Featured during a panel at EVERFI’s Financial Capabilities Network in Puerto Rico.
Question prompt: Many HR departments find themselves overwhelmed by directions to handle unconscious bias in the workplace. What are foundational ways that companies can demonstrate their investment to drive change towards incorporating DEI initiatives and how are leaders important in that?
There’s a very simplistic phrase: “You measure what matters.”
Often times the conversation around diversity, equity, and inclusion feels very much like a moral imperative. But there are tons of statistics that really underscore the idea that focusing on diversity, increasing representation of the voices that are at the table, and layering that with a culture where people can speak up—they feel at liberty to not only give voice to but then also to throw the bad idea at the wall when that happens—that’s where there is a comparative upside and a business advantage to focusing on diversity, equity, and inclusion as a workplace culture imperative and align with business strategy.
The first step is to measure what matters, to understand deeply, by putting your organization under a magnifying glass to say: ‘Where do the best practices exist and where are the gaps? And then let’s compare ourselves to the industries around us.’
Importance in Transparency
There’s been a lot of movement and conversations about diversity report cards that folks are putting out. Accenture is a great example of an organization who is really leaning into and being transparent about not only pay data but also representation data. Really putting metrics around big opportunities to influence and inflect—not just focusing those metrics on the representation issue—certainly is an important and key critical component. Through focusing where there are opportunities to increase representation, organizations like Fun II and their InternX program become increasingly important by increasing the number of voices that are at the table.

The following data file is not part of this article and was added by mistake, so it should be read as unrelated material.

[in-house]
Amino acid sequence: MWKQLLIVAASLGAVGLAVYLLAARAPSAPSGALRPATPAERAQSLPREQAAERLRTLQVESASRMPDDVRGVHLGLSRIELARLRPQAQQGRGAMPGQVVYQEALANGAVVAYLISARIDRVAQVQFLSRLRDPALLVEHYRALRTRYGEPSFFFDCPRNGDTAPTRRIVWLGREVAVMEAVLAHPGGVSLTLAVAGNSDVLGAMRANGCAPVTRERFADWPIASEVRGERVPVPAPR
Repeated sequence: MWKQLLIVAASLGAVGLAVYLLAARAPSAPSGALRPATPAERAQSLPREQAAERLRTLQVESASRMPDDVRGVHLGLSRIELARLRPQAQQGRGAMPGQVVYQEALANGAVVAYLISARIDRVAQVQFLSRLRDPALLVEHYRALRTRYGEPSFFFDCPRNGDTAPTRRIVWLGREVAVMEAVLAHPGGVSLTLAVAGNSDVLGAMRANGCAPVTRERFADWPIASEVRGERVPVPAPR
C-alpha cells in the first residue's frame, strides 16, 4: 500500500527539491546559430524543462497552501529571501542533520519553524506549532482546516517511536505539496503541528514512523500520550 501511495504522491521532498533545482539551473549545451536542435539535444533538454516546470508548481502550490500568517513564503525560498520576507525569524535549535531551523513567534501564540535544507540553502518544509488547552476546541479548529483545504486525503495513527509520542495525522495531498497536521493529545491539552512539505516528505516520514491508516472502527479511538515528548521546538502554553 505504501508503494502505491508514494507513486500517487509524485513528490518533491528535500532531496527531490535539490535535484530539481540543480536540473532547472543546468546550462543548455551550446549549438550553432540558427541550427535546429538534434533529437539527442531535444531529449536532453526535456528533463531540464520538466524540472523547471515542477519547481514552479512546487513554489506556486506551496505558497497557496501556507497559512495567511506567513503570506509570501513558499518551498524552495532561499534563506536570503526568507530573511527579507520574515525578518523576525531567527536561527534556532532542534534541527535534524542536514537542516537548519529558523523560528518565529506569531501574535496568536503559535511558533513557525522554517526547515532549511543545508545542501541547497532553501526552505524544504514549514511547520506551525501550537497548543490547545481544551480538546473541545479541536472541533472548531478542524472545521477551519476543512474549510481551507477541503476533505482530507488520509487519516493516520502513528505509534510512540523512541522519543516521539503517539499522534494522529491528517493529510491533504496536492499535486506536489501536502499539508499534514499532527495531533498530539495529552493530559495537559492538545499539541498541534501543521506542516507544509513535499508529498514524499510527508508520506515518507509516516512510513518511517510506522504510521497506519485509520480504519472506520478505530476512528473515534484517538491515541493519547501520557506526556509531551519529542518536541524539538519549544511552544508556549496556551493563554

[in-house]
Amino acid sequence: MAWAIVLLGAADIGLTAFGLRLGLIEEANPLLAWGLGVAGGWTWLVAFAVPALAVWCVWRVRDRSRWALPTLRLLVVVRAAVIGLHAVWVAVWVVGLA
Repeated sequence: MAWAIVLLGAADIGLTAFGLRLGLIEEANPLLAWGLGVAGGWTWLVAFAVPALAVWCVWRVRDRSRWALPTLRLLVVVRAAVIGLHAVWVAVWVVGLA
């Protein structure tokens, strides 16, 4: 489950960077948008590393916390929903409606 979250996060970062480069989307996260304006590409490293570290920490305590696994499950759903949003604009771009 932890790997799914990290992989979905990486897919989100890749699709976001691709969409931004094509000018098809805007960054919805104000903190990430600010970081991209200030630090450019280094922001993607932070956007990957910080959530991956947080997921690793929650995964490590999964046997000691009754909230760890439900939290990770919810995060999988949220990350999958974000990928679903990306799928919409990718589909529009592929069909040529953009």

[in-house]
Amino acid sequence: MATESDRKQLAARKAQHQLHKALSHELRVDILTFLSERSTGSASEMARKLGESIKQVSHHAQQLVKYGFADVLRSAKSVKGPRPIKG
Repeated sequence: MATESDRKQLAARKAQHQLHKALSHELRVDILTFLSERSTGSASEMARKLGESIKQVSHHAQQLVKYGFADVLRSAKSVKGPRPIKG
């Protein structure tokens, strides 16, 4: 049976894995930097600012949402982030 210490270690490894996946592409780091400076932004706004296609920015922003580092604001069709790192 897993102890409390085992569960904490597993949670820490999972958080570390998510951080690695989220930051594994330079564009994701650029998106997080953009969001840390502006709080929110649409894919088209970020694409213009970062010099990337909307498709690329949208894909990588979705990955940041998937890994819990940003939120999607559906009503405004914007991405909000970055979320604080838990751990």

Looking at other employee experiences like engagement, retention, and advancement, are all talent employee practices that we should be investigating and exploring as a part of a strategy aligned with overall talent management.
A study by Deloitte prompts the questions:
- Do you have a strategy in place that intentionally focuses on diversity, equity, and inclusion as related to the business?
- Do your senior leaders behave in alignment with your organizational values?
It’s not just in your leaders’ language. It’s not just seen in your leaders’ elevator pitches. But, rather, are they behaviorally aligned with our focus, our vision, mission statement, and that they care about diversity, equity, and inclusion.
Tone From the Top
I think tactically it is the upskilling of our senior leaders and, in particular, managers of people that become critically important in this overall scope. Having those courageous conversations and having the ability to step into vulnerable conversations and say “Here’s my intention. I want to ask you this question. I’m doing so with intellectual curiosity and I’m asking you for permission to mess it up if I want to; but in this brave space we will talk about some of those difficult conversations.”
Giving feedback and giving feedback equitably to your entire workforce is another piece of that puzzle—because we oftentimes will shy away from folks who are different from us. We are fundamentally hardwired to do so. But if we can upskill our senior leaders and our managers to be able to give critical feedback, to have difficult conversations, to really “walk the talk”, and articulate the organizational value of diversity, equity, and inclusion, that’s where you can really start to upskill and have those folks serve as role models and advocates and champions of DEI.
Holistic Focus on the Employee
The last piece is focusing on work-life sustainability and work-life integration. Institutionally, are we focusing holistically on the employee?
After reading a recent study about parental leave policies, I thought it was an interesting place to investigate and explore. If you have very binary maternal and paternal leave policies, you are therefore indicating and assuming some things about where people want to spend time bonding with their new child, and how they “acquired” the new child—whether that was through adoption or surrogacy or birth.
Practices and policies—the infrastructure of your organization—really brings to life whether or not you are treating every employee at your organization equitably. I think the focus now and where EVERFI focuses on content, thought leadership, and courses that were produced in 2020, is really around upskilling and supporting managers and senior leaders and having this conversation of stepping into it.
SVP of Diversity, Equity, & Inclusion
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